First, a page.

2. If it’s too sticky add a little more ground almonds and/or sugar to it. Wrap the dough in cling film (plastic wrap) and chill for at least 30 minutes (Note: this paste can be made days in advance).

3. When you’re ready to make the biscotti, break the dough off into pieces and roll them into golf-ball sized balls. Then roll each ball into a small log, tapering it off so each end is a little thinner. Or, for ease, just roll into short batons.

4. Use a pastry brush to brush egg white all over the dough.

5. Roll each biscotti into the slivered almonds. They don’t have to be completely coated. Now bend each into the shape of a crescent and place them on a lined cookie sheet leaving space in between, or just leave as batons.

6. Bake the marzipan almond horns/batons on the middle shelf for 10-15 minutes or until the tips are just starting to turn golden. Remove and let them cool completely before dredging in more icing sugar.

7. In theory these will last a week in airtight storage, in practice they disappear in nano seconds.

8. You can further embellish them with chocolate, in which case don’t dredge with icing sugar. Instead dip the ends or one half into melted chocolate (dark) or ganache. Place the biscotti back on the baking sheet or other surface to let the chocolate harden.

Homemade Marzipan

  • 180g (1 1/2 cups) blanched ground almonds
  • 190g (1 1/2 cups) icing (powdered) sugar
  • 1 tsp pure almond extract
  • 1 egg white (approx. 40g)

1. Place the almond flour and powdered sugar in a food processor and pulse until combined and any lumps are broken up. Add the almond extract and pulse to combine.

2. Add the egg white and process until a thick dough is formed. If the mass is still too wet and sticky, add more powdered sugar and ground almonds. Remember: it will become firmer after it’s been refrigerated.

3. Turn the almond marzipan out onto a work surface and knead it a few times. Form it into a log, wrap it up in cling film (plastic wrap) and refrigerate.

4. It will keep for at least a month in the refrigerator or up to 6 months in the freezer. Bring to room temperature before using it in any recipe.

5. Makes approx 400g marzipan/almond paste (approx 14oz).

The Musette: gluten-free chocolate cupcakes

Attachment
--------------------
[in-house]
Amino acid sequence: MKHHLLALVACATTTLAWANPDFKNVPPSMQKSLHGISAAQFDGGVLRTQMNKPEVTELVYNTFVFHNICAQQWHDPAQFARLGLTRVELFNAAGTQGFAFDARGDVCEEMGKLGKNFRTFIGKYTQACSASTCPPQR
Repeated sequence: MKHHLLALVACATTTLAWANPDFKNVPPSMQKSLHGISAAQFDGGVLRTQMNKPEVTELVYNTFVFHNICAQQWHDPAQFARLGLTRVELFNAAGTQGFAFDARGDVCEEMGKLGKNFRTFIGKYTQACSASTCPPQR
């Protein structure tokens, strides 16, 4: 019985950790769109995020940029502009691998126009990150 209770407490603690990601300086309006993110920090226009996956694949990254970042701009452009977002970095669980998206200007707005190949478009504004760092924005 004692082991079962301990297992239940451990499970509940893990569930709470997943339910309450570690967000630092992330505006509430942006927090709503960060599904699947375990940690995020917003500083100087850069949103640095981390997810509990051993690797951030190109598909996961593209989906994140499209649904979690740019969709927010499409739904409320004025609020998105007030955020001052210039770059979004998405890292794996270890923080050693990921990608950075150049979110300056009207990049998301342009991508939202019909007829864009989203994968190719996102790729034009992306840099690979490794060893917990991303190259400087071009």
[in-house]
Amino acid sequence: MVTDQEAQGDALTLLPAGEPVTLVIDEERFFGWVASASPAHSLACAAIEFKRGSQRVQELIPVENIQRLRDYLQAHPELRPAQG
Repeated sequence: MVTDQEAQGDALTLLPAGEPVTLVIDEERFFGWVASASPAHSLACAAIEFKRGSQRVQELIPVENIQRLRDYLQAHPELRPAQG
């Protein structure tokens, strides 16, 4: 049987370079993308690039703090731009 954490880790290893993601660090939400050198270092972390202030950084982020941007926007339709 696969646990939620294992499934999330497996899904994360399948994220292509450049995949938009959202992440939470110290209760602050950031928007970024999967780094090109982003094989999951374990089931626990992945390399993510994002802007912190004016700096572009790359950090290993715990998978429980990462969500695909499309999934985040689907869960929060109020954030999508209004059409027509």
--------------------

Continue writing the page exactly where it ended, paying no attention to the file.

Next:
My beloved expressed a desire for some chocolate cake and I decided to make a gluten and dairy-free version with some cooked basmati rice that I had in the fridge, using the same-weight method that one uses for pound cakes. I recall reading somewhere that you could substitute moist, cooked rice for butter.

Please note it makes a very liquid batter which you pour into the baking tin(s). This is what you need for cakes made with cocoa rather than melted chocolate otherwise they tend to be too dry. I speak from experience, bitter experience!  My beloved judged the cake(s) a success and this recipe will make a great addition to my arsenal of cyclist-friendly cakes.

Ingredients (makes 8 – 10 muffin-sized cakes or one loaf tin)

  • 250g (1 cup) cooked brown basmati rice, still nice and moist
  • 250g (1 cup) raw cane sugar
  • 2 tbsp maple syrup
  • 6 medium-sized organic eggs
  • 1 tsp vanilla extract
  • 200g (2 cups) ground almonds
  • 50g (1/2 cup) cocoa powder
  • 2tsp powered espresso coffee
  • 1tsp baking powder
  • 1/2 tsp sea salt

Chocolate ganache

  • 100g (4 oz) dark (bitter-sweet) chocolate 70% cocoa
  • 100ml (7 tbsp) double cream or plant-based cream to keep it dairy free

Method

1. Pre-heat the oven to 180ºC/160ºC fan/gas mark 4 (350ºF/320ºF fan).

2. Grease the base and sides of a baking tin. I typically use a disposable tin-foil one measuring 18cm x 23cm x  5cm (6” x 9” x 2″) – they’re great for storing the cakes in the freezer – which I line with a couple of strips of greaseproof paper to make it easier to remove the cake. In addition, I find it’s an easy size and shape to slice into fingers for serving. The French prefer to have a small taste of everything on offer! But, as these were for home consumption, I made muffin-sized cup cakes.

3. Combine and mix all the dry ingredients: ground almonds, cocoa powder, salt, baking powder and coffee powder.

4. Combine and mix all the wet ingredients: eggs, vanilla extract and maple syrup.

5. Put the rice and sugar into the food processor and process until totally smooth.

6. Add all the wet and dry ingredients and process again until everything is incorporated and the batter smooth. Remember, this cake has no gluten, so it won’t get tough.

7. Pour batter into cake tin or cupcake/muffin papers (3/4 full) and bake for 40-45 minutes for cupcakes/ 60 minutes for cake until a skewer or tooth pick comes out clean. Leave the cake(s) to cool.